Thur 5/14- the Jim Warner course was the most difficult at the IDGC; it kicked my butt even from the short tees. The course was great while being physically demanding due to the elevation changes and I was in no condition to play well.
The entire IDGC complex should be every golfer’s ‘wish list’, with 3 world class courses dedicated to DG there is nothing else to get in the way while enjoying your game…no joggers, no dog walkers, no playgrounds, no park rangers or neighborhood kids. I wish I knew when I can return to play it again.
Starting my long journey home, I first stopped by the Hippodrome DG complex in Augusta, GA to see their pro shop but didn’t play either course. I then stopped by only one more course along the way, R.L. Smith DGC in Charlotte, NC. It had good reviews and was recommended by a few golfers I knew but found it rather disappointing, maybe because I had just come from the pinnacle of DG back in Georgia.
Fri 5/15 – The last day of my journey I was able to avoid Friday east coast I-95 traffic (except 13 miles) near Washington DC and Baltimore by cutting across eastern Maryland and Delaware before finding home in South Jersey.
Tues 6/2 – I had never been in Vermont so I combined the ultimate beer run and DG for my next trip. Finding Heady Topper beer was my priority, it had been on my wish list for years. You can’t buy it at the brewery and most stores only have it available a few hours one day a week. I found a 4 pack near Burlington, VT at a meat market and then waited in line for an hour to buy a $80 case of 16 oz. cans at a beer store. It did live up to the hype and cult like status, 8% of citrusy goodness followed☺. I was able to ration the last can until New Year’s Day at Sedgley.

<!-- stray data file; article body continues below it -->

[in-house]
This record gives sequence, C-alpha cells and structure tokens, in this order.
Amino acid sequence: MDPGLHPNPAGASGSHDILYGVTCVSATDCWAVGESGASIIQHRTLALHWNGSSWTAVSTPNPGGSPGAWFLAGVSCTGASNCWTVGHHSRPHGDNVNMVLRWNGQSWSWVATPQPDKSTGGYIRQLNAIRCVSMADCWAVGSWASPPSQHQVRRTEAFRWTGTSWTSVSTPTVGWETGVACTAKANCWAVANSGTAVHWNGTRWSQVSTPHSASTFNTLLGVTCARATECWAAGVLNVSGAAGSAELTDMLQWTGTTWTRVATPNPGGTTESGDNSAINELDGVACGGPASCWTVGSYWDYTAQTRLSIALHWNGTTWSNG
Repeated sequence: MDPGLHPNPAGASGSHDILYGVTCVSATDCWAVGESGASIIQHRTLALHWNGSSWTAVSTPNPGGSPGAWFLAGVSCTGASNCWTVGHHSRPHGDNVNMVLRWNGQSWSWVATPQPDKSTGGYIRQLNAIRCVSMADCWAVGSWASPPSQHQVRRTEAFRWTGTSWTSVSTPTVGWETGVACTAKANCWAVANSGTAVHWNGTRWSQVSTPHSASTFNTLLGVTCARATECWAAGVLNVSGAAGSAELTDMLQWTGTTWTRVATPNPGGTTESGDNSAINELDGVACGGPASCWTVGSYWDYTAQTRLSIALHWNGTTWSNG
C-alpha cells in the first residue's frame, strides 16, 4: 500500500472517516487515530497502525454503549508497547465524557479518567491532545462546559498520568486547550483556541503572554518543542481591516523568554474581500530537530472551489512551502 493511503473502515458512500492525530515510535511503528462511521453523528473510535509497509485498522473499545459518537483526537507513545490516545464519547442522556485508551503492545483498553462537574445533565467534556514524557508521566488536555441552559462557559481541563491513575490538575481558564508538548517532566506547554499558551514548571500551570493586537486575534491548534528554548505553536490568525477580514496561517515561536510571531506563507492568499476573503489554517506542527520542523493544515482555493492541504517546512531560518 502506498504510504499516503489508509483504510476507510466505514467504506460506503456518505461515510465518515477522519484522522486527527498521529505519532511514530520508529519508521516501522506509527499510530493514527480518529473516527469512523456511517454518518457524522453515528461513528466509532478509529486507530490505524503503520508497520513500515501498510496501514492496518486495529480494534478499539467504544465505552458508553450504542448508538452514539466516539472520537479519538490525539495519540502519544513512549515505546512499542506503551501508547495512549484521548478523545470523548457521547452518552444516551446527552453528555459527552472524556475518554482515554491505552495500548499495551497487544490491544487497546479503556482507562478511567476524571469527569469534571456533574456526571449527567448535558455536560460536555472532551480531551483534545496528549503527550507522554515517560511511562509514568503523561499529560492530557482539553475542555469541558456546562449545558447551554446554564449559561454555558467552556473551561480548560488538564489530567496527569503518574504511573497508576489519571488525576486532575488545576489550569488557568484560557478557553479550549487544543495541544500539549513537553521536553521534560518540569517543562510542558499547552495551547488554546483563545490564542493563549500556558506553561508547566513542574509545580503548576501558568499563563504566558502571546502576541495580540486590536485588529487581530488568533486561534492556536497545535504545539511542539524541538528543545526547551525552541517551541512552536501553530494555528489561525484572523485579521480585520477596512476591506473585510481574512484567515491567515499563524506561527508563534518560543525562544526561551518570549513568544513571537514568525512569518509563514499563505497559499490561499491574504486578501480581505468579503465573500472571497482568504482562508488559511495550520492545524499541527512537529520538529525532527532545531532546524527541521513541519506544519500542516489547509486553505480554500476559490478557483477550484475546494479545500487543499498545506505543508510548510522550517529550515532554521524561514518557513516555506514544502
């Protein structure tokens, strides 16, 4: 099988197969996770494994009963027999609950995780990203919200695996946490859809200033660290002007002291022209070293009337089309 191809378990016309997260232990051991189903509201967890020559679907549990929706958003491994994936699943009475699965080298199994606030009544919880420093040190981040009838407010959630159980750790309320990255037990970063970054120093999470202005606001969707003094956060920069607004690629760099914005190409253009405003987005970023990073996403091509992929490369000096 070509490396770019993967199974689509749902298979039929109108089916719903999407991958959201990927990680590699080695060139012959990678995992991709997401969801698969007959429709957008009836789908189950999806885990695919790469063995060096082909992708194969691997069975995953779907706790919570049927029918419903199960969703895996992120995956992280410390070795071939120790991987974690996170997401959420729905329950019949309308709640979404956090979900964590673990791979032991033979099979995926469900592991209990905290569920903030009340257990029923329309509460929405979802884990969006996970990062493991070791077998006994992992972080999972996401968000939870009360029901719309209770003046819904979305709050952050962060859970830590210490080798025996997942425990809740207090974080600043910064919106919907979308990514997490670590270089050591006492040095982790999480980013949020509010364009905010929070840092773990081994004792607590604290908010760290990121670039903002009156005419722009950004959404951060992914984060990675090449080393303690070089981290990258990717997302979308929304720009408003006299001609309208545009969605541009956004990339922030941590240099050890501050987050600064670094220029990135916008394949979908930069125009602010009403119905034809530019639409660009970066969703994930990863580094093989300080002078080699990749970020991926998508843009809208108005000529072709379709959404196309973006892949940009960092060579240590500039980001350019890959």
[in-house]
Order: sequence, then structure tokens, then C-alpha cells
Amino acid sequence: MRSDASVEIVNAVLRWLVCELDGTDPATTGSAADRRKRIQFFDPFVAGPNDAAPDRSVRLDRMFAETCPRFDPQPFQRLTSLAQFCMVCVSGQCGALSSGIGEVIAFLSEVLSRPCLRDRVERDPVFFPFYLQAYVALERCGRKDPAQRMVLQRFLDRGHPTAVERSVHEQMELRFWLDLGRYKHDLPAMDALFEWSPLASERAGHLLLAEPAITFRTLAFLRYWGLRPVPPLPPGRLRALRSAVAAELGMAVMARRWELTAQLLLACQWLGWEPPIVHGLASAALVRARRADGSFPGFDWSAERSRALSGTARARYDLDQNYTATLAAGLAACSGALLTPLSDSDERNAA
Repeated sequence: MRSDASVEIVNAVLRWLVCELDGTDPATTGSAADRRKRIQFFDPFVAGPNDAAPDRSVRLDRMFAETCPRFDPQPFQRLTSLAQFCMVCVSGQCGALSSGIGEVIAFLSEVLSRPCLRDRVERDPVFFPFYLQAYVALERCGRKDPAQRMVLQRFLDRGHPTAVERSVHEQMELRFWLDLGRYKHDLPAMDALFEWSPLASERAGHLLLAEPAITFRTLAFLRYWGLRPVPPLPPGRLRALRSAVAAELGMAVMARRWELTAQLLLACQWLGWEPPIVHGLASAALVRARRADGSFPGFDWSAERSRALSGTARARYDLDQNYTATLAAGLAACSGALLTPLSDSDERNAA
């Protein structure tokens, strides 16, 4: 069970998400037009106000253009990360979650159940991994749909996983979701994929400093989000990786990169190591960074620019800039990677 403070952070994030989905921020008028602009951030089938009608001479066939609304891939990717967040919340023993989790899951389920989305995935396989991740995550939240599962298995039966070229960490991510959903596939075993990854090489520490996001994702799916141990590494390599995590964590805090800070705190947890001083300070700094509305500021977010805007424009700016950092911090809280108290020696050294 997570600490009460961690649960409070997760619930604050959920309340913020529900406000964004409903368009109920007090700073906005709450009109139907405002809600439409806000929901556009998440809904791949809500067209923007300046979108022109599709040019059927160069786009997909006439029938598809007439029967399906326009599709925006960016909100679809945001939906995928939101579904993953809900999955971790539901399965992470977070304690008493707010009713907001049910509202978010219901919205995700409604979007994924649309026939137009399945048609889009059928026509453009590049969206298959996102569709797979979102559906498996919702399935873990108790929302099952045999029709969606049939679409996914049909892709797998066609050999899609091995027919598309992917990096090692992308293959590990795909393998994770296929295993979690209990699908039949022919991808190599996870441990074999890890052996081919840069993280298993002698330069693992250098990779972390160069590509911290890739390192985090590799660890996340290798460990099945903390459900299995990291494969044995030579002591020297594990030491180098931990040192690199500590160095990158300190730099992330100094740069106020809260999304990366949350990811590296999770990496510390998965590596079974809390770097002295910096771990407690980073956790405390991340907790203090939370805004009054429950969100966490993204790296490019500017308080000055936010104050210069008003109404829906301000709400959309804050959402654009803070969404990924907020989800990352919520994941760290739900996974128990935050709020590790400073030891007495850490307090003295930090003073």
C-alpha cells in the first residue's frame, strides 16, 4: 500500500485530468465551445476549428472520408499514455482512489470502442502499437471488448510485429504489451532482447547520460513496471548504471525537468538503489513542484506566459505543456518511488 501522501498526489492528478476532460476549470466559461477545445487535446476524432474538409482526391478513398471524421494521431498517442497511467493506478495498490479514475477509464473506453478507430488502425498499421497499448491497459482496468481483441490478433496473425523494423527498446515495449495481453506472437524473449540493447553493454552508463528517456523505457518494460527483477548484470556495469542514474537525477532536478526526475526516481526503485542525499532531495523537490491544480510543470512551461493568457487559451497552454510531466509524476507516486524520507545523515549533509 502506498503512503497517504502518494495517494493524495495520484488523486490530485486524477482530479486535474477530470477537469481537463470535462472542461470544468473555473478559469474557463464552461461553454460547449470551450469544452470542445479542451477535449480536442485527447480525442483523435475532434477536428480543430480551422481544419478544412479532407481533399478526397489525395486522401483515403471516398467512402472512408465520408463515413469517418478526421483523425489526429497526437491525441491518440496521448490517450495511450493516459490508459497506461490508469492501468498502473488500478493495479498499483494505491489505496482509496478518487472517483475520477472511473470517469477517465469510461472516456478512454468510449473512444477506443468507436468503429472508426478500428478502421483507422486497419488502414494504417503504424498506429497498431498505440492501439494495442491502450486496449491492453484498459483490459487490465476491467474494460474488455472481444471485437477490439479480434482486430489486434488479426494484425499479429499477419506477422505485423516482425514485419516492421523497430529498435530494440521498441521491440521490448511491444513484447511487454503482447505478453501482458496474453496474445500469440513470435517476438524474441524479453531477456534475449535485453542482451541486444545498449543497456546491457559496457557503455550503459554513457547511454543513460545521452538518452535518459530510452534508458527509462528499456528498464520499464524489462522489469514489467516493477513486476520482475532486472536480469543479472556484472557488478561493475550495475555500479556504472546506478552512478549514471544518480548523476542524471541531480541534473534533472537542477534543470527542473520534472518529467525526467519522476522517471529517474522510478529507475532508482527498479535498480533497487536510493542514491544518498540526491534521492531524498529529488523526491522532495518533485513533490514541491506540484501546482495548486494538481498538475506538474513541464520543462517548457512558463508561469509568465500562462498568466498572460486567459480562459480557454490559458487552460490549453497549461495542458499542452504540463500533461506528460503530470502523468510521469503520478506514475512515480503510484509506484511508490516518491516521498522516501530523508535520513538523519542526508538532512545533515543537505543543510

Weds 6/3 – Brewster’s Ridge DGC at Smugglers Notch (ski resort) in Jeffersonville was now ‘only’ an hour away. While not located on the slopes, the course at the bottom of the Green Mountains was scenic and so worth the $10 pay to play fee. With 4 tees (not a typo) on most of holes, the options were superb. The front 9 played ever so slightly uphill through manicured woods and the back 9 had many terrific downhill drives. This course immediately made my top 10 of the 340+ courses that I have played! A second course called Fox Run is on site too, it is a lot more open while being long and hilly, similar to Brandywine in Delaware. I played from the short tees; it was only 9 holes but currently is a full 18 course designed by Steve Brinster. A third course Village 9 is for beginners, I didn’t bother playing this one.
Leaving the area south on state hiway 108 was incredible with stunning views of the mountains and creeks while driving slowly through rock formations; the view was fantastic. Heading further south on I-89 was the best scenery I have seen on any interstate median in all my travels ever. I drove south into MA instead of further north in VT.
My next stop was Flat Rock DGC in Athol, MA. It’s a challenging wooded and rocky private course which you need a map for. I only played the front 9 because I was so exhausted. I missed out on the last two scenic holes on the back 9 which play over a beautiful pond.
Thur 6/4 – I was 40 minutes from Maple Hill DGC (my favorite) but went to Barre Falls Dam DGC instead. This Army Corp of Engineers area was very scenic with water and lots of elevation changes in a well maintained park. It was fairy open compared to other New England courses. I then drove 5 hours home with ice packs on my right hip.
Tues 8/25 – One week before my next scheduled DG trip, I fell down some steps (at home no less) and dislocated my right shoulder badly.
Fri 12/18 – the MRI indicates a torn shoulder labrum. ☹
May 2016 – After a second cortisone shot and extensive physical therapy, I can now play disc golf about once a week but it does cause shoulder and hip discomfort for a few days afterwards. Hope to see you on the course later this year.